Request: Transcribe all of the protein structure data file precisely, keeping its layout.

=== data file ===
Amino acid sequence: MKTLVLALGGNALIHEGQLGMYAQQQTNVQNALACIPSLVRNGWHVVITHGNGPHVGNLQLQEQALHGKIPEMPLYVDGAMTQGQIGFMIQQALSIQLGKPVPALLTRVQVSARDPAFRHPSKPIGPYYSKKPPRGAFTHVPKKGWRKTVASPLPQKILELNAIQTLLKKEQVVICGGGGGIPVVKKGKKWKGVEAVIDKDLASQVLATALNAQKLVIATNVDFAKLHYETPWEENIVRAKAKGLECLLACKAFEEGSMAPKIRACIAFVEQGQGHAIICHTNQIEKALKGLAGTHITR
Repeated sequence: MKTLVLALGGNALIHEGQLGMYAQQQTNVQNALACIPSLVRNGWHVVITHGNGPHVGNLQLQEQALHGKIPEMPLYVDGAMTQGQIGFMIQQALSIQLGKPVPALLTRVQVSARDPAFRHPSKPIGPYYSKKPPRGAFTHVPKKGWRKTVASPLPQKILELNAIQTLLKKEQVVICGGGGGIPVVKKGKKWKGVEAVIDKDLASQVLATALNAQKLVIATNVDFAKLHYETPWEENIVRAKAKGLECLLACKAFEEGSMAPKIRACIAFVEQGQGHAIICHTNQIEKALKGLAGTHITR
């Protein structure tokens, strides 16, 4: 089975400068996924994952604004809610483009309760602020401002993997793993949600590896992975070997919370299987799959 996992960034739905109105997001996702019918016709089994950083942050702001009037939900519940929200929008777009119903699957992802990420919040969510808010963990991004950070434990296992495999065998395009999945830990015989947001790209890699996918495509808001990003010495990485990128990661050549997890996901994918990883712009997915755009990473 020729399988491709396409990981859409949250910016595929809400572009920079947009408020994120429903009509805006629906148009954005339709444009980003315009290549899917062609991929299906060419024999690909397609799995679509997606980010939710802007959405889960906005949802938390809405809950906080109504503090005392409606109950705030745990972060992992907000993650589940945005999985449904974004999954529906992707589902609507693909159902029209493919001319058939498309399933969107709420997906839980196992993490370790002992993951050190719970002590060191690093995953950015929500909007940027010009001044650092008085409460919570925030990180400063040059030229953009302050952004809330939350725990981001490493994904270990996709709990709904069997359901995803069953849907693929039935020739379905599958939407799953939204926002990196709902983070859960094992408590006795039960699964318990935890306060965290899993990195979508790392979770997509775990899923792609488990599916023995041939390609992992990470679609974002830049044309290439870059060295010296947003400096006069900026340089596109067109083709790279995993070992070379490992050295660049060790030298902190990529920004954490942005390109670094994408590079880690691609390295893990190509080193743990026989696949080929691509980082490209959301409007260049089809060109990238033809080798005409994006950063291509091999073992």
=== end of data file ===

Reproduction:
Amino acid sequence: MKTLVLALGGNALIHEGQLGMYAQQQTNVQNALACIPSLVRNGWHVVITHGNGPHVGNLQLQEQALHGKIPEMPLYVDGAMTQGQIGFMIQQALSIQLGKPVPALLTRVQVSARDPAFRHPSKPIGPYYSKKPPRGAFTHVPKKGWRKTVASPLPQKILELNAIQTLLKKEQVVICGGGGGIPVVKKGKKWKGVEAVIDKDLASQVLATALNAQKLVIATNVDFAKLHYETPWEENIVRAKAKGLECLLACKAFEEGSMAPKIRACIAFVEQGQGHAIICHTNQIEKALKGLAGTHITR
Repeated sequence: MKTLVLALGGNALIHEGQLGMYAQQQTNVQNALACIPSLVRNGWHVVITHGNGPHVGNLQLQEQALHGKIPEMPLYVDGAMTQGQIGFMIQQALSIQLGKPVPALLTRVQVSARDPAFRHPSKPIGPYYSKKPPRGAFTHVPKKGWRKTVASPLPQKILELNAIQTLLKKEQVVICGGGGGIPVVKKGKKWKGVEAVIDKDLASQVLATALNAQKLVIATNVDFAKLHYETPWEENIVRAKAKGLECLLACKAFEEGSMAPKIRACIAFVEQGQGHAIICHTNQIEKALKGLAGTHITR
């Protein structure tokens, strides 16, 4: 089975400068996924994952604004809610483009309760602020401002993997793993949600590896992975070997919370299987799959 996992960034739905109105997001996702019918016709089994950083942050702001009037939900519940929200929008777009119903699957992802990420919040969510808010963990991004950070434990296992495999065998395009999945830990015989947001790209890699996918495509808001990003010495990485990128990661050549997890996901994918990883712009997915755009990473 020729399988491709396409990981859409949250910016595929809400572009920079947009408020994120429903009509805006629906148009954005339709444009980003315009290549899917062609991929299906060419024999690909397609799995679509997606980010939710802007959405889960906005949802938390809405809950906080109504503090005392409606109950705030745990972060992992907000993650589940945005999985449904974004999954529906992707589902609507693909159902029209493919001319058939498309399933969107709420997906839980196992993490370790002992993951050190719970002590060191690093995953950015929500909007940027010009001044650092008085409460919570925030990180400063040059030229953009302050952004809330939350725990981001490493994904270990996709709990709904069997359901995803069953849907693929039935020739379905599958939407799953939204926002990196709902983070859960094992408590006795039960699964318990935890306060965290899993990195979508790392979770997509775990899923792609488990599916023995041939390609992992990470679609974002830049044309290439870059060295010296947003400096006069900026340089596109067109083709790279995993070992070379490992050295660049060790030298902190990529920004954490942005390109670094994408590079880690691609390295893990190509080193743990026989696949080929691509980082490209959301409007260049089809060109990238033809080798005409994006950063291509091999073992």